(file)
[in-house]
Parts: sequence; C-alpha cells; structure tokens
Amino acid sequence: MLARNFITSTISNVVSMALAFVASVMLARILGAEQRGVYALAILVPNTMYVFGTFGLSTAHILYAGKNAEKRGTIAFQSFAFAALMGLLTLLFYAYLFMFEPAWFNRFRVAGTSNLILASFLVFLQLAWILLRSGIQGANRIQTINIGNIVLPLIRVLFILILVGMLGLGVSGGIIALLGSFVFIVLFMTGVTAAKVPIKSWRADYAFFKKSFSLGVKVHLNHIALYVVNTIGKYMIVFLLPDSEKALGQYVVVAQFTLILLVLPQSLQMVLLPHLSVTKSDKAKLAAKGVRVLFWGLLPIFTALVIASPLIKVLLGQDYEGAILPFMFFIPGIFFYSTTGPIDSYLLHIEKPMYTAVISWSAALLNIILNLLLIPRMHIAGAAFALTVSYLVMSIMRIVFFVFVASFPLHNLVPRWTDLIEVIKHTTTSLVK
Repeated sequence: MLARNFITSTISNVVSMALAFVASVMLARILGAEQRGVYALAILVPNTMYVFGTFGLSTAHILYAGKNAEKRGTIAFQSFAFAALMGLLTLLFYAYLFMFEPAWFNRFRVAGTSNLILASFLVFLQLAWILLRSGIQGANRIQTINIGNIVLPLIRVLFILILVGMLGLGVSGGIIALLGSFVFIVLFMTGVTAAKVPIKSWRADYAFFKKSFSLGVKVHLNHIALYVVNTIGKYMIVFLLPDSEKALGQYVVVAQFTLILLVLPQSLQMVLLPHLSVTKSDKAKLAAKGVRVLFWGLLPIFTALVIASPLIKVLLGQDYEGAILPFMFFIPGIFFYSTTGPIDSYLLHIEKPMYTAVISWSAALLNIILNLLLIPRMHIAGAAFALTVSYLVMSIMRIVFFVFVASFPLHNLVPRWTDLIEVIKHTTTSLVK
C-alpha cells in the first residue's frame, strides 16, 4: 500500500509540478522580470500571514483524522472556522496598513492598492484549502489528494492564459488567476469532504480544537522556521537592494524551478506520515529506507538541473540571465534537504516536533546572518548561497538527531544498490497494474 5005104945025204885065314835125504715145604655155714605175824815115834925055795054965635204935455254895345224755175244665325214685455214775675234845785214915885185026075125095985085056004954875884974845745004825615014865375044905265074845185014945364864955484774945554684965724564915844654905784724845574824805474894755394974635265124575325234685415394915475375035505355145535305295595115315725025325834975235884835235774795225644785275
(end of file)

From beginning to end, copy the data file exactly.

[in-house]
Parts: sequence; C-alpha cells; structure tokens
Amino acid sequence: MLARNFITSTISNVVSMALAFVASVMLARILGAEQRGVYALAILVPNTMYVFGTFGLSTAHILYAGKNAEKRGTIAFQSFAFAALMGLLTLLFYAYLFMFEPAWFNRFRVAGTSNLILASFLVFLQLAWILLRSGIQGANRIQTINIGNIVLPLIRVLFILILVGMLGLGVSGGIIALLGSFVFIVLFMTGVTAAKVPIKSWRADYAFFKKSFSLGVKVHLNHIALYVVNTIGKYMIVFLLPDSEKALGQYVVVAQFTLILLVLPQSLQMVLLPHLSVTKSDKAKLAAKGVRVLFWGLLPIFTALVIASPLIKVLLGQDYEGAILPFMFFIPGIFFYSTTGPIDSYLLHIEKPMYTAVISWSAALLNIILNLLLIPRMHIAGAAFALTVSYLVMSIMRIVFFVFVASFPLHNLVPRWTDLIEVIKHTTTSLVK
Repeated sequence: MLARNFITSTISNVVSMALAFVASVMLARILGAEQRGVYALAILVPNTMYVFGTFGLSTAHILYAGKNAEKRGTIAFQSFAFAALMGLLTLLFYAYLFMFEPAWFNRFRVAGTSNLILASFLVFLQLAWILLRSGIQGANRIQTINIGNIVLPLIRVLFILILVGMLGLGVSGGIIALLGSFVFIVLFMTGVTAAKVPIKSWRADYAFFKKSFSLGVKVHLNHIALYVVNTIGKYMIVFLLPDSEKALGQYVVVAQFTLILLVLPQSLQMVLLPHLSVTKSDKAKLAAKGVRVLFWGLLPIFTALVIASPLIKVLLGQDYEGAILPFMFFIPGIFFYSTTGPIDSYLLHIEKPMYTAVISWSAALLNIILNLLLIPRMHIAGAAFALTVSYLVMSIMRIVFFVFVASFPLHNLVPRWTDLIEVIKHTTTSLVK
C-alpha cells in the first residue's frame, strides 16, 4: 500500500509540478522580470500571514483524522472556522496598513492598492484549502489528494492564459488567476469532504480544537522556521537592494524551478506520515529506507538541473540571465534537504516536533546572518548561497538527531544498490497494474 5005104945025204885065314835125504715145604655155714605175824815115834925055795054965635204935455254895345224755175244665325214685455214775675234845785214915885185026075125095985085056004954875884974845745004825615014865375044905265074845185014945364864955484774945554684965724564915844654905784724845574824805474894755394974635265124575325234685415394915475375035505355145535305295595115315725025325834975235884835235774795225644785275